- It's stupid because you can use Pharo today; Smalltalk isn't dead. Try it and find out if it's great. They're trying as hard as they can to keep it relevant and it's a constant struggle because they have to build from scratch everything Smalltalk didn't invent.
- It's stupid because tiny languages like Smalltalk beget huge libraries; I have owned ~20 books on Smalltalk and all but two of them were essentially useless tours of defunct libraries. (The other two are fantastic and useful no matter what language you're using, if it's OOP.)
The cult-building is maddening because it misses the truly amazing things. To appreciate the amazing things requires immersion, and immersion sucks! You know, if you make a web app with Seaside and it throws an exception, you can serialize the debug window, bring it down to your image and continue the debugging session locally. The serialization works on blocks, which is to say closures, so you get the whole state of the app locally. Has the OP tried this lately? Because it only works if you use the newest serialization method, if you have exactly the same code in both images, and once you make the change in your local image, how do you get it up to the server again? Oh, you either have to endure the awful homegrown Monticello VCS (inseparable from its insufferable GUI, because Smalltalk) or you have to do the file-out file-in trick with git, because Smalltalk hates external tools.
Smalltalk was great, is great. Pharo is great. What makes it a cult is the alpha-and-omega bullshit. Great ideas happened before and after Smalltalk. They chose general names for specific ideas. History is mutilated if we ascribe to Smalltalk the general ideas or give Smalltalk credit for unrelated things because some of the same folks were in the room.
I'd argue that the CompSci community DOESN'T choose the best thing that comes along, but merely the first one that fits the bill. It's a mixture of darwinian processes and market force.
If you take the example of Smalltalk vs UNIX vs DOS in the 80s then you get exactly that. People chose DOS+IBM PC because it was a shitload cheaper than a Xerox Star. They'd also choose UNIX (for mainframes) over Smalltalk because it was already there, everyone knew how to use it, and nobody wants to ever break backwards compatibility (so you're stuck).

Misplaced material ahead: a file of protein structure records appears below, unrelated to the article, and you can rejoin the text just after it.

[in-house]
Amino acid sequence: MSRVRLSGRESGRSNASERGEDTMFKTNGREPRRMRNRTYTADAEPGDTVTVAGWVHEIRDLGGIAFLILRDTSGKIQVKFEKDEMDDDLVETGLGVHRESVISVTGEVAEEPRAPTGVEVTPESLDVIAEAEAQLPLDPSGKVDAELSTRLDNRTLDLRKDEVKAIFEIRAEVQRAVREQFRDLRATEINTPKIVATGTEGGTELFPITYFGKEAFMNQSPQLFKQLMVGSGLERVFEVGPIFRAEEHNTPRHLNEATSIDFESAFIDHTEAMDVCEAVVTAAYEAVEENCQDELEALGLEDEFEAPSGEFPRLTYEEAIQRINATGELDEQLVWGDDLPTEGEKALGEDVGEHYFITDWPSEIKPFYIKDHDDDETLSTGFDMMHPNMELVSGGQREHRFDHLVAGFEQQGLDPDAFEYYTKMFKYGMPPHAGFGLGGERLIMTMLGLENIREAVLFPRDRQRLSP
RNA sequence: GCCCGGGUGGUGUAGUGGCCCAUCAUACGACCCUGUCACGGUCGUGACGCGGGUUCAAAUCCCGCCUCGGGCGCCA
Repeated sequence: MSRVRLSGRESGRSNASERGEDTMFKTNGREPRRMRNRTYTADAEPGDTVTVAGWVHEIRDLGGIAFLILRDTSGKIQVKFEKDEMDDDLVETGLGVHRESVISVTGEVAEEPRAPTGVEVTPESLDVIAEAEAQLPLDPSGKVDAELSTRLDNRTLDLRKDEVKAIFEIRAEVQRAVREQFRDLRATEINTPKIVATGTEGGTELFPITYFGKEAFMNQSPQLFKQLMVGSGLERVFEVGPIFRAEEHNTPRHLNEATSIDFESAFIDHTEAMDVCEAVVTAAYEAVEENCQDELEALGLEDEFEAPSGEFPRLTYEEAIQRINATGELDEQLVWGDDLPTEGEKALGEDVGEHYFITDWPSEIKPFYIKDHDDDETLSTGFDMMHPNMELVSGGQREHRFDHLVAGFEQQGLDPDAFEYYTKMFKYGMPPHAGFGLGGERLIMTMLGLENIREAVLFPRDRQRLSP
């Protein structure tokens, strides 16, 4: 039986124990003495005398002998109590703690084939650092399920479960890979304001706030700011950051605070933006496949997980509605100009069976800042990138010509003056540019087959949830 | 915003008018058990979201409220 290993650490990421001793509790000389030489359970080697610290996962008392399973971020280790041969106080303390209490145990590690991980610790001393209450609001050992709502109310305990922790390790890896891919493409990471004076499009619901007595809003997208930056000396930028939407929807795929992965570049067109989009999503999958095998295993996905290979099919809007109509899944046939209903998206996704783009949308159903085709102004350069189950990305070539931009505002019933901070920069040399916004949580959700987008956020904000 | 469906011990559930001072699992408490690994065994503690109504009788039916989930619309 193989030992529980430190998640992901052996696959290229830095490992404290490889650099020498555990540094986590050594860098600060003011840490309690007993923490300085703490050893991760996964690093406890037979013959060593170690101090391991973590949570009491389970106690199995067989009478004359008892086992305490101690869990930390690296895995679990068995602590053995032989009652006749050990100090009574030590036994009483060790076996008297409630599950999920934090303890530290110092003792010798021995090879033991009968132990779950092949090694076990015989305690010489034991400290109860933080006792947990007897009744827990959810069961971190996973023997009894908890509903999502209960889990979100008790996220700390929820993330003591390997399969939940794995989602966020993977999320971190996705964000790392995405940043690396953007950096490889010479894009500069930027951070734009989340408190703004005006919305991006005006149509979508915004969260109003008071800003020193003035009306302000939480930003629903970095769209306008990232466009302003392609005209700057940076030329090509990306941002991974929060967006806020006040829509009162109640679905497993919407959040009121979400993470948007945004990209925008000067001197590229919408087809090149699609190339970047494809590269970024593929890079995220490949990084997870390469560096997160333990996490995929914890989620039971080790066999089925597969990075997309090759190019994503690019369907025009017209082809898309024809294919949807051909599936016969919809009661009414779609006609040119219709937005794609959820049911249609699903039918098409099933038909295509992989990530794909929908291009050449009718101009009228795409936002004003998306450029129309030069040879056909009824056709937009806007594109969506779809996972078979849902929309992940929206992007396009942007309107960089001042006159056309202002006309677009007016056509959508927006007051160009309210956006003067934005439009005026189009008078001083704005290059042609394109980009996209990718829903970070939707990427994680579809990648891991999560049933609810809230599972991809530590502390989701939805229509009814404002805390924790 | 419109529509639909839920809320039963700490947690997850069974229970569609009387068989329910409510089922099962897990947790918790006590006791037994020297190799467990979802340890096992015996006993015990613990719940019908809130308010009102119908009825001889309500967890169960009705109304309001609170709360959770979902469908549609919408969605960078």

(EDIT: also, compare to the WWW. Is it really so much superior than what we had before?)
Sure, SOME things have improved, but overall it's a complete shit show and I don't think that the things that have improved are THAT much better (while everything else is downright garbage).
I'm especially not thrilled about the underpinnings of current systems. You have to put in a huge amount of effort (millions of lines of code) for very little effect (web browsers, modern operating systems, etc). Just because something is the best that doesn't mean it is actually good. /I/ think, we could do a whole lot better. Just recently, I had a similar debate. Money quote: "nothing beats a nice C implementation".
What I'm always curious about: does this /Idea/ really not work or did simply put not enough effort in it (compare what amount of money, time, and man power is spent on modern systems compared to Smalltalk or any less popular system; I'd say it isn't a fair comparison wrt the former leading to better results).
Fundamentally, I think if you're talking about Smalltalk, you're either talking about it in situ, or as it is today, or as an influencer. In the original context, it was thrilling, far ahead of its time in many ways, and lost out because of the reasons you mention: expensive machines, expensive licensing, performance.
If you're talking about it as it is today, it's a mixture of great and horrible and if someone is uniformly positive about it that tells me they have limited experience—either with Smalltalk itself or with competing modern systems.
As an influencer, there are things that can make a reasonable claim to inherit concepts from Smalltalk, especially Ruby. But the influence is not as wide as gets claimed by its proponents. Some of the ideas in Smalltalk are synergistic and don't work well taken piecemeal. Many of the claims about Smalltalk's influence above are unreasonable, either because they are a semantic ball-and-cup game or because they claim a kind of invisible human influence that bears no technical resemblance.